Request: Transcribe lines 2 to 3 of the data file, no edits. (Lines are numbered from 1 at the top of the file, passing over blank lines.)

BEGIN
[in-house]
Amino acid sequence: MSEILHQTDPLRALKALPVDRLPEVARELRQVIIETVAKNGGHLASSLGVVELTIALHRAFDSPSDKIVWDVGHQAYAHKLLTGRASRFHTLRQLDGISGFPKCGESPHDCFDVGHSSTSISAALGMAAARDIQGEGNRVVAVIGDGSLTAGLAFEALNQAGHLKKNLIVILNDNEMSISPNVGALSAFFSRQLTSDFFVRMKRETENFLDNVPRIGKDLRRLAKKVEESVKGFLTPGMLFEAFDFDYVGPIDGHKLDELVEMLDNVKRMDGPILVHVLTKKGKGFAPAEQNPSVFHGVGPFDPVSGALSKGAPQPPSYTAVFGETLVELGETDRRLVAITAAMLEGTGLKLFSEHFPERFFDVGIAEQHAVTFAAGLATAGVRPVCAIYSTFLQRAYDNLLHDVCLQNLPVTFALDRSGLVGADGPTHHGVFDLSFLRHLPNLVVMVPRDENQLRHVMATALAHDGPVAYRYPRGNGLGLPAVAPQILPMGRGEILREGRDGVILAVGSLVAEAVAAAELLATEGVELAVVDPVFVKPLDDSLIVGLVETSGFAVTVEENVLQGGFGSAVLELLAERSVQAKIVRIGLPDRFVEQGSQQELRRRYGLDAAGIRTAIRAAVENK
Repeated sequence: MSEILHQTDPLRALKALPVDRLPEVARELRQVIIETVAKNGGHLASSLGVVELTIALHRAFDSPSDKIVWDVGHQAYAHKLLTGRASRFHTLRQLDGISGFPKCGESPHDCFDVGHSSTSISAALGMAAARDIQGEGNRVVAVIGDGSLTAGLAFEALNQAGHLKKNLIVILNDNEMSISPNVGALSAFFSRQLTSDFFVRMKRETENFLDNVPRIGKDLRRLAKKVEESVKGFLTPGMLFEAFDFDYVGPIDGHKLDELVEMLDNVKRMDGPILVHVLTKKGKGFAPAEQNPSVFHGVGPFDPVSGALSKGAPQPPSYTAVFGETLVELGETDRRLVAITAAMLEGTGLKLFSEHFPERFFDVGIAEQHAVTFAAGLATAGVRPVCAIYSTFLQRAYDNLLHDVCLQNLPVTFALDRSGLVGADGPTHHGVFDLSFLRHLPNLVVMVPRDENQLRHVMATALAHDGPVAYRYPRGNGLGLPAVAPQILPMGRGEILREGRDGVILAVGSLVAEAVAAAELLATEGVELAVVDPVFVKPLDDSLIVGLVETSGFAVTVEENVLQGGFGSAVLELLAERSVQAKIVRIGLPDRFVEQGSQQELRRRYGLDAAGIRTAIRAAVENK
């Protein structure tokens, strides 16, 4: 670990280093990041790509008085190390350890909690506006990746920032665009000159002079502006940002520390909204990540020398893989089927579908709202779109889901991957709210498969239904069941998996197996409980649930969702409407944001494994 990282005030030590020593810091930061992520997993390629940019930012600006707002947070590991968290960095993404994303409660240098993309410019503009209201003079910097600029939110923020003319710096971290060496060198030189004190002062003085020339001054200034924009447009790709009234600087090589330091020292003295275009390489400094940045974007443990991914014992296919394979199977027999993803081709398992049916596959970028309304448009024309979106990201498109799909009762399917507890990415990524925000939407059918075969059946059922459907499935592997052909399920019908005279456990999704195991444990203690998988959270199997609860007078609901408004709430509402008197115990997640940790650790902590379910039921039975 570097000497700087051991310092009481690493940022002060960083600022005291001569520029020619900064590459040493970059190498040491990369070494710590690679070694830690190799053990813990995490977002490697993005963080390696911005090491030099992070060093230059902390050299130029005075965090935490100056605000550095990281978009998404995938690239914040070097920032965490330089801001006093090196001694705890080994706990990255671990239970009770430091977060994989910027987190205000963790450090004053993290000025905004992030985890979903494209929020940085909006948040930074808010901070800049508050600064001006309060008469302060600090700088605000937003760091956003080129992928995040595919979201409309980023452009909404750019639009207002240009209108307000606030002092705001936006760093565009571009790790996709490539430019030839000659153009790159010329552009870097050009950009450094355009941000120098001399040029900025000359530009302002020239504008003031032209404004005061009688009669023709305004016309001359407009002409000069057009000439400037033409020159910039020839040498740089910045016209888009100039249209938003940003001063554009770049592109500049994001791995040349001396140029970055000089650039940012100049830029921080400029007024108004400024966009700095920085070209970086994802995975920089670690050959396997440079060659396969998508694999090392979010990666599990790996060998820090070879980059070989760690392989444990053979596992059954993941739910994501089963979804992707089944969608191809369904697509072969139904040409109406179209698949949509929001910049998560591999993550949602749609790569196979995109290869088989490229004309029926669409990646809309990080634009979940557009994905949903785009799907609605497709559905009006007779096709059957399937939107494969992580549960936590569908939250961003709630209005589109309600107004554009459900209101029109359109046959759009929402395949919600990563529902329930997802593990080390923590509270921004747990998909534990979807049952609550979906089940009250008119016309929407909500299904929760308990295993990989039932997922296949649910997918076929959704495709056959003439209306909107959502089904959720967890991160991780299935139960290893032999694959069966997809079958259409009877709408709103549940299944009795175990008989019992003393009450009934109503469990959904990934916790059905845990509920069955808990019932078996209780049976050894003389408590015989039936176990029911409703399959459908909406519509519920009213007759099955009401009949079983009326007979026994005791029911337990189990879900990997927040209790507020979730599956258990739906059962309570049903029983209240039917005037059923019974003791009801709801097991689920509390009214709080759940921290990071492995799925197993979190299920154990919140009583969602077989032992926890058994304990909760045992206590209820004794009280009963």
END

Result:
Amino acid sequence: MSEILHQTDPLRALKALPVDRLPEVARELRQVIIETVAKNGGHLASSLGVVELTIALHRAFDSPSDKIVWDVGHQAYAHKLLTGRASRFHTLRQLDGISGFPKCGESPHDCFDVGHSSTSISAALGMAAARDIQGEGNRVVAVIGDGSLTAGLAFEALNQAGHLKKNLIVILNDNEMSISPNVGALSAFFSRQLTSDFFVRMKRETENFLDNVPRIGKDLRRLAKKVEESVKGFLTPGMLFEAFDFDYVGPIDGHKLDELVEMLDNVKRMDGPILVHVLTKKGKGFAPAEQNPSVFHGVGPFDPVSGALSKGAPQPPSYTAVFGETLVELGETDRRLVAITAAMLEGTGLKLFSEHFPERFFDVGIAEQHAVTFAAGLATAGVRPVCAIYSTFLQRAYDNLLHDVCLQNLPVTFALDRSGLVGADGPTHHGVFDLSFLRHLPNLVVMVPRDENQLRHVMATALAHDGPVAYRYPRGNGLGLPAVAPQILPMGRGEILREGRDGVILAVGSLVAEAVAAAELLATEGVELAVVDPVFVKPLDDSLIVGLVETSGFAVTVEENVLQGGFGSAVLELLAERSVQAKIVRIGLPDRFVEQGSQQELRRRYGLDAAGIRTAIRAAVENK
Repeated sequence: MSEILHQTDPLRALKALPVDRLPEVARELRQVIIETVAKNGGHLASSLGVVELTIALHRAFDSPSDKIVWDVGHQAYAHKLLTGRASRFHTLRQLDGISGFPKCGESPHDCFDVGHSSTSISAALGMAAARDIQGEGNRVVAVIGDGSLTAGLAFEALNQAGHLKKNLIVILNDNEMSISPNVGALSAFFSRQLTSDFFVRMKRETENFLDNVPRIGKDLRRLAKKVEESVKGFLTPGMLFEAFDFDYVGPIDGHKLDELVEMLDNVKRMDGPILVHVLTKKGKGFAPAEQNPSVFHGVGPFDPVSGALSKGAPQPPSYTAVFGETLVELGETDRRLVAITAAMLEGTGLKLFSEHFPERFFDVGIAEQHAVTFAAGLATAGVRPVCAIYSTFLQRAYDNLLHDVCLQNLPVTFALDRSGLVGADGPTHHGVFDLSFLRHLPNLVVMVPRDENQLRHVMATALAHDGPVAYRYPRGNGLGLPAVAPQILPMGRGEILREGRDGVILAVGSLVAEAVAAAELLATEGVELAVVDPVFVKPLDDSLIVGLVETSGFAVTVEENVLQGGFGSAVLELLAERSVQAKIVRIGLPDRFVEQGSQQELRRRYGLDAAGIRTAIRAAVENK